The first self-hating Jew

Binyamin Netanyahu’s application of the Book of Esther as a guide to negotiations with the Persian (sorry, Iranian) regime reminded me of this famous passage from Lucy Dawidowicz’s The War Against the Jews 1933-1945:

A line of anti-Semitic descent from Martin Luther to Adolf Hitler is easy to draw… To be sure, the similarities of Luther’s anti-Jewish exhortations with modern racial anti-Semitism and even with Hitler’s racial policies are not merely coincidental. They all derive from a common historic tradition of Jew-hatred, whose provenance can be traced back to Haman’s advice to Ahasuerus. But modern German anti-Semitism had more recent roots than Luther and grew out of a different soil…

It really needs to be emphasised that Haman is almost certainly a fictional character. What would it mean if this claim were true, that the tree of anti-Semitism has at its root a fictional text invented by a Jew? One presumes he was drawing on some genuine experience, but the brilliant rhetorical crystallisation — “There is a certain people scattered abroad and dispersed among the people in all the provinces of thy kingdom; and their laws are different from other people; neither keep they the king’s laws: therefore it is not in the king’s interest to tolerate them” — is the invention of Esther‘s author.*

The Jews have shown a particular genius for telling their own story, to themselves and to the world. Maybe sometimes we are too effective for our own good.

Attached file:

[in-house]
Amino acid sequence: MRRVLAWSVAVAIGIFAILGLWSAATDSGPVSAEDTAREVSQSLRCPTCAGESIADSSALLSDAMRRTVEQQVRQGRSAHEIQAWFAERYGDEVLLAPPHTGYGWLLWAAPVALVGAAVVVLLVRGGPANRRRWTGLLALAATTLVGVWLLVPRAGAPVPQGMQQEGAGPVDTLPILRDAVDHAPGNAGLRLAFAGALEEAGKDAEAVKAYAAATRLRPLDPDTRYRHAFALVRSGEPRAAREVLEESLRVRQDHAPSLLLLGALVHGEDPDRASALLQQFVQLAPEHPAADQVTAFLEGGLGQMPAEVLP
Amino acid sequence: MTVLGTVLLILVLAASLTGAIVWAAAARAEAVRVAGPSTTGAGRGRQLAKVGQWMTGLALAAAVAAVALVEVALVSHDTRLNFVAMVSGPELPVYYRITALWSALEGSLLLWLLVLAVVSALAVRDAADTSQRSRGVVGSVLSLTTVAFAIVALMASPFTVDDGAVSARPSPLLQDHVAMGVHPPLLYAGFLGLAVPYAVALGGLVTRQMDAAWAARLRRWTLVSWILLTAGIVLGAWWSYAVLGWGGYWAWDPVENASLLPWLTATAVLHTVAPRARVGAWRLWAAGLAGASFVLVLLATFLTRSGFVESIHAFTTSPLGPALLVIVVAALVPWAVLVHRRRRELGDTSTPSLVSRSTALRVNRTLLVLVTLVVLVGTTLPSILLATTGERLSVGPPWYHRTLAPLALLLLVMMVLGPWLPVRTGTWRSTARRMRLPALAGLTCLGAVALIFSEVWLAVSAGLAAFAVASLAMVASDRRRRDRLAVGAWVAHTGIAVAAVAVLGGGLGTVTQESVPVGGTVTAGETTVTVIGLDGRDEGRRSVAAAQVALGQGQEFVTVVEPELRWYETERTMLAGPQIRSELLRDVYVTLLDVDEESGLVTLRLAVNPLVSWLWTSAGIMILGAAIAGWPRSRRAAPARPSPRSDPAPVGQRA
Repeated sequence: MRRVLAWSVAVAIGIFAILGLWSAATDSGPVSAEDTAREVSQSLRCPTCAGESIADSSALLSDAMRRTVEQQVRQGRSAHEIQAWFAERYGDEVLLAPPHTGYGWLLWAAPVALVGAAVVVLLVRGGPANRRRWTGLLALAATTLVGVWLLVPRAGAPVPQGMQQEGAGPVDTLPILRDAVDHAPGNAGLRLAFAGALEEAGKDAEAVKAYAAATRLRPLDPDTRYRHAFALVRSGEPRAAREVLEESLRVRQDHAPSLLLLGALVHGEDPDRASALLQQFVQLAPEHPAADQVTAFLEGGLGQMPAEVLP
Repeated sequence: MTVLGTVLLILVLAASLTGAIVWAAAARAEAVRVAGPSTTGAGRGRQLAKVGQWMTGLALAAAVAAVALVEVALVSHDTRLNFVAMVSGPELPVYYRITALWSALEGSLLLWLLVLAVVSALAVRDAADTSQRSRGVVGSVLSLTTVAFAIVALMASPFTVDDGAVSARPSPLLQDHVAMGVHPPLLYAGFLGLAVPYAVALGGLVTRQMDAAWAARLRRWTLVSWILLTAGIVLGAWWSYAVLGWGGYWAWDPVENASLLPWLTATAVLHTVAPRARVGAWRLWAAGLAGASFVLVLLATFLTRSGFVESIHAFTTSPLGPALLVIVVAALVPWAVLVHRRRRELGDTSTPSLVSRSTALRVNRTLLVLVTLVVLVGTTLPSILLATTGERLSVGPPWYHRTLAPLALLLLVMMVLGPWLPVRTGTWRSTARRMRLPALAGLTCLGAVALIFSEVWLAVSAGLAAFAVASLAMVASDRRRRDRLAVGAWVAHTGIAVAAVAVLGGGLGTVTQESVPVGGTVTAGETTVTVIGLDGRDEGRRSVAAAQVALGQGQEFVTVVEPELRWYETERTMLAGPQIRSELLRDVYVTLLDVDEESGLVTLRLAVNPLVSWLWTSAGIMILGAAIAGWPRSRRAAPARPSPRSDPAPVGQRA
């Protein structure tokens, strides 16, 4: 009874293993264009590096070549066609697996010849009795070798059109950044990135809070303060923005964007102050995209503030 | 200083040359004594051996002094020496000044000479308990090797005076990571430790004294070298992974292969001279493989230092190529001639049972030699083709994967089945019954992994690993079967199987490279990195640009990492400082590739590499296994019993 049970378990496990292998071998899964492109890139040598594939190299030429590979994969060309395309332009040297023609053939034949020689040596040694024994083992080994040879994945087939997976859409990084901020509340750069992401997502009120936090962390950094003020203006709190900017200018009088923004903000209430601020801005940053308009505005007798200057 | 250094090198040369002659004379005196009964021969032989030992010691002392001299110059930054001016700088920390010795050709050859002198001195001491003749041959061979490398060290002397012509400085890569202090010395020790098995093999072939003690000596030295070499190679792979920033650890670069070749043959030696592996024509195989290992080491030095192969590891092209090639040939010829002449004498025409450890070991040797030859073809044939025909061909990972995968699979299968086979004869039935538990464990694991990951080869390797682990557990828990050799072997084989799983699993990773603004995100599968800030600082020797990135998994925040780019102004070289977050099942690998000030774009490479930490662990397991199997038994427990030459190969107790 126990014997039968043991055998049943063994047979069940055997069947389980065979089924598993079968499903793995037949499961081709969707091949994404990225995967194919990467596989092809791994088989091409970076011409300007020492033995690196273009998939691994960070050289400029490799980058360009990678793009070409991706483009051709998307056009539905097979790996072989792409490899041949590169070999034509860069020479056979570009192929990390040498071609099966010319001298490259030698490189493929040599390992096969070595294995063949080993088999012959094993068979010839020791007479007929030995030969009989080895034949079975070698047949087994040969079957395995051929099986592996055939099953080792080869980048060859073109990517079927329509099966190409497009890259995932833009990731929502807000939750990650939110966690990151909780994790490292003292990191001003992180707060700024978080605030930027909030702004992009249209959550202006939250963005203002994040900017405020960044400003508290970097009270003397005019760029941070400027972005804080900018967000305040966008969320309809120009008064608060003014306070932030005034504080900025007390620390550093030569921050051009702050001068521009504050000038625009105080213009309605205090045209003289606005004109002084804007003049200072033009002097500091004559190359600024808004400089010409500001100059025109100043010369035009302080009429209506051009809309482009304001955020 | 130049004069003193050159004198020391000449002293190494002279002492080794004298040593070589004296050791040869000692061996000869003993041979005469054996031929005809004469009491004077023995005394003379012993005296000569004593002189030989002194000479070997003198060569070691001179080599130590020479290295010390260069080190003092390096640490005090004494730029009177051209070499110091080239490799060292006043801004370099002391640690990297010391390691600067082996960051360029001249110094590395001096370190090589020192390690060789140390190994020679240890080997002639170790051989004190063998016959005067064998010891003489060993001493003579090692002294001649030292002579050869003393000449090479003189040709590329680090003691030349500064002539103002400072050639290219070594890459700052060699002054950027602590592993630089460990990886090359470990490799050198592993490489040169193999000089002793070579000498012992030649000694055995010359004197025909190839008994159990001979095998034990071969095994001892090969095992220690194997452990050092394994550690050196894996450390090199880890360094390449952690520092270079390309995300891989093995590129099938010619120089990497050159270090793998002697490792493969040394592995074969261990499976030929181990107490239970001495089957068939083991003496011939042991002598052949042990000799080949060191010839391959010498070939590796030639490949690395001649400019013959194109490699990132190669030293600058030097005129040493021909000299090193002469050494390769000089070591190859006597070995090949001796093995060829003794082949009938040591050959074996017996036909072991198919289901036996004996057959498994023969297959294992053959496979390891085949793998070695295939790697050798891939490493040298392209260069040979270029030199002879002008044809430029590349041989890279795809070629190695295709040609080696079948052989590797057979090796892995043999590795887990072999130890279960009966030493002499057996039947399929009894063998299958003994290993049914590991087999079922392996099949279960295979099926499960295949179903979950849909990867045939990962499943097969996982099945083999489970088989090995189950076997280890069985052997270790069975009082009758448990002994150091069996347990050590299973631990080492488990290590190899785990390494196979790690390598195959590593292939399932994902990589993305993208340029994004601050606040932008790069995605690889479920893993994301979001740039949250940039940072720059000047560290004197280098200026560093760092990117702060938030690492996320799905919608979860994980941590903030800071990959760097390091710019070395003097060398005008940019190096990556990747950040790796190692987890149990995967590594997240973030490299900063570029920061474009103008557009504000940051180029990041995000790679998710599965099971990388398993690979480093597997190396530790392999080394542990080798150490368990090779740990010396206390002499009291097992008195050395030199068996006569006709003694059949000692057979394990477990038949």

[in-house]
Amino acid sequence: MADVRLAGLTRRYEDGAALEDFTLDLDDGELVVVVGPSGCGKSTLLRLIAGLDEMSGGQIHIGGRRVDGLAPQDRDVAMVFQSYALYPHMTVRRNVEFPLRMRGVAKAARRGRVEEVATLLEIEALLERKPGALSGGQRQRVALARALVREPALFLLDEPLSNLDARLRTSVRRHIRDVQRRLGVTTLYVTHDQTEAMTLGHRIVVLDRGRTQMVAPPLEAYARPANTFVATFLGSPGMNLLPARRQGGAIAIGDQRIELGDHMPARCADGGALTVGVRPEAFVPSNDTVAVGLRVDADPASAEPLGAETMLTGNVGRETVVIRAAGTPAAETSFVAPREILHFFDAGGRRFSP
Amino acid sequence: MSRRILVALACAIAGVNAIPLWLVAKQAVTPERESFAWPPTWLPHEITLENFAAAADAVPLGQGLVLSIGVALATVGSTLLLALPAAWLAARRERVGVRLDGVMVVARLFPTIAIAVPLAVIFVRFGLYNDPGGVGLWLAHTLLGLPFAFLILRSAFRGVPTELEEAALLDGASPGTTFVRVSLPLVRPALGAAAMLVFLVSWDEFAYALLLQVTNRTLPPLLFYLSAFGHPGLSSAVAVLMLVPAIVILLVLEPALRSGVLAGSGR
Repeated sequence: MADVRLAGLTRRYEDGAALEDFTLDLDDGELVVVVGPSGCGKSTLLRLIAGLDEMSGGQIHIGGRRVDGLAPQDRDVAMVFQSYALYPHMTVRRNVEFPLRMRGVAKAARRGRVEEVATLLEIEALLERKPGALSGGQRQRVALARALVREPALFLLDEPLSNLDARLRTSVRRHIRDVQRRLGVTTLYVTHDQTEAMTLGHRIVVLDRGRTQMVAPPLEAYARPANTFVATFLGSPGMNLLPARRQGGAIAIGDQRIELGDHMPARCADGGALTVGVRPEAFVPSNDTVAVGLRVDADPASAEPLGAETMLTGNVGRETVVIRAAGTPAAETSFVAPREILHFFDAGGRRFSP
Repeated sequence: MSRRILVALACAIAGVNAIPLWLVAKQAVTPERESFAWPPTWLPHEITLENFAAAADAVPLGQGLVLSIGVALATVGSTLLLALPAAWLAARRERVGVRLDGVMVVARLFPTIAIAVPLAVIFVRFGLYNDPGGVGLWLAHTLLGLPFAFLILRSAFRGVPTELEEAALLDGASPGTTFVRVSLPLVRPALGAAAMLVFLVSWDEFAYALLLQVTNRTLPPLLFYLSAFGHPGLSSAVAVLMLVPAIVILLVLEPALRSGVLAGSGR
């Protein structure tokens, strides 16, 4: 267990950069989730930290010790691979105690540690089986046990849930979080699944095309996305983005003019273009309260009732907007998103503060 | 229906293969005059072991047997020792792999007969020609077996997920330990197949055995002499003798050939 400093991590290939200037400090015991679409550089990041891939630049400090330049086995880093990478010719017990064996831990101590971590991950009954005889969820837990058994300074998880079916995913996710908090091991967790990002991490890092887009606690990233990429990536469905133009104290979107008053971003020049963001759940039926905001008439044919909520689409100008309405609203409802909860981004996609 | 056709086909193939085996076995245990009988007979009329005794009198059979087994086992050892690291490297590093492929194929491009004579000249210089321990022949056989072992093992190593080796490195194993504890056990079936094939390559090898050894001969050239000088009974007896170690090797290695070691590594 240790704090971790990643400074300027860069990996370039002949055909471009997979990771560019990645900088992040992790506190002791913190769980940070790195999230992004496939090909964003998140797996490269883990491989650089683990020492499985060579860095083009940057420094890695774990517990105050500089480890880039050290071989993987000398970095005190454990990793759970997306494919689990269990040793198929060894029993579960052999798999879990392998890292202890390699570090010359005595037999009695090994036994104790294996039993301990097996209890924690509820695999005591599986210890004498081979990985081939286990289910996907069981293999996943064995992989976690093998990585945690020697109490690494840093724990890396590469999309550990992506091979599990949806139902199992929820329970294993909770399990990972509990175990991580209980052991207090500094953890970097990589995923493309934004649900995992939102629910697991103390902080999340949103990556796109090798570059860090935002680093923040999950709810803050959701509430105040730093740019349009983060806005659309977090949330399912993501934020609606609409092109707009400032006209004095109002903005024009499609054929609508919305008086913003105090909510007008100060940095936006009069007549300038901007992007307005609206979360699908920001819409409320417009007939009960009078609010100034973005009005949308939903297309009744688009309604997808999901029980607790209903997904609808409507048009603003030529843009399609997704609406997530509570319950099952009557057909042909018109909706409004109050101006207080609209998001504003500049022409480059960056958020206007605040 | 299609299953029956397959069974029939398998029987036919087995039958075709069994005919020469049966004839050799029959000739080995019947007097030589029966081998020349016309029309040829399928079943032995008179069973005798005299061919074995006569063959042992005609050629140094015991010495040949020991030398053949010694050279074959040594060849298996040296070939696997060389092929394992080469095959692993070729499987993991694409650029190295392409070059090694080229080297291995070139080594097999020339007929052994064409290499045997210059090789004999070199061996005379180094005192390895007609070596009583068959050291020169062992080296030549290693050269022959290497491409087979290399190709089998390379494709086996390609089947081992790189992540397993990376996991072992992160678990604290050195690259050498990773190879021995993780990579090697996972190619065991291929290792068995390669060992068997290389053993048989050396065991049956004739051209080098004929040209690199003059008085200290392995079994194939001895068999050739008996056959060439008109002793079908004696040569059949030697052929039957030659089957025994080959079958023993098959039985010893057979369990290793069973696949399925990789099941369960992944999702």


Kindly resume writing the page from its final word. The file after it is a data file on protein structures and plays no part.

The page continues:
* As a bonus, the Book of Esther includes a founding text of misogyny as well, put into the mouth of Memukhan (whom the Jewish sages identified with Haman):

Memukhan presented the king and vice-regents this answer: “Vashti the queen has wronged not only the king, but also all the officials and all the peoples in all the provinces of King Achashverosh; because this act of the queen’s will become known to all the women, who will then start showing disrespect toward their own husbands; … If it pleases his majesty, let him issue a royal decree — and let it be written as one of the laws of the Persians and Medes, which are irrevocable — that Vashti is never again to be admitted into the presence of King Achashverosh, and that the king give her royal position to someone better than she. When the edict made by the king is proclaimed throughout the length and breadth of the kingdom, then all wives will honor their husbands, whether great or small.”

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